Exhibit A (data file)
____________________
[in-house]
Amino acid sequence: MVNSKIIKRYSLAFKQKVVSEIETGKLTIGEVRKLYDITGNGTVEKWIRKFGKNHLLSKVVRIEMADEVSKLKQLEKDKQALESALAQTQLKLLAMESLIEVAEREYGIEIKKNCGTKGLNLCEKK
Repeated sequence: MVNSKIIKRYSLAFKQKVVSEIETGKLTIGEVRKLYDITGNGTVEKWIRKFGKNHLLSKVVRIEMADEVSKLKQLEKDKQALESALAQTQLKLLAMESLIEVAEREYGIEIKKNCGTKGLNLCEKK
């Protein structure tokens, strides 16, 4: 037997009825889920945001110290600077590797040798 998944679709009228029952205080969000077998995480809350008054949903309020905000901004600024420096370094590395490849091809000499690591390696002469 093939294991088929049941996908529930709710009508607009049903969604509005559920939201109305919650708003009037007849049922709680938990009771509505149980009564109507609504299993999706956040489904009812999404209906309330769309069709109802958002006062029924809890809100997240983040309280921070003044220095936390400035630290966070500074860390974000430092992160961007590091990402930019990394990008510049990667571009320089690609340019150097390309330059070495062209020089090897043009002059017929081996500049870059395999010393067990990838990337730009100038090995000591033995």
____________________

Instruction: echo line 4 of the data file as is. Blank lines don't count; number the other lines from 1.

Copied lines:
């Protein structure tokens, strides 16, 4: 037997009825889920945001110290600077590797040798 998944679709009228029952205080969000077998995480809350008054949903309020905000901004600024420096370094590395490849091809000499690591390696002469 093939294991088929049941996908529930709710009508607009049903969604509005559920939201109305919650708003009037007849049922709680938990009771509505149980009564109507609504299993999706956040489904009812999404209906309330769309069709109802958002006062029924809890809100997240983040309280921070003044220095936390400035630290966070500074860390974000430092992160961007590091990402930019990394990008510049990667571009320089690609340019150097390309330059070495062209020089090897043009002059017929081996500049870059395999010393067990990838990337730009100038090995000591033995």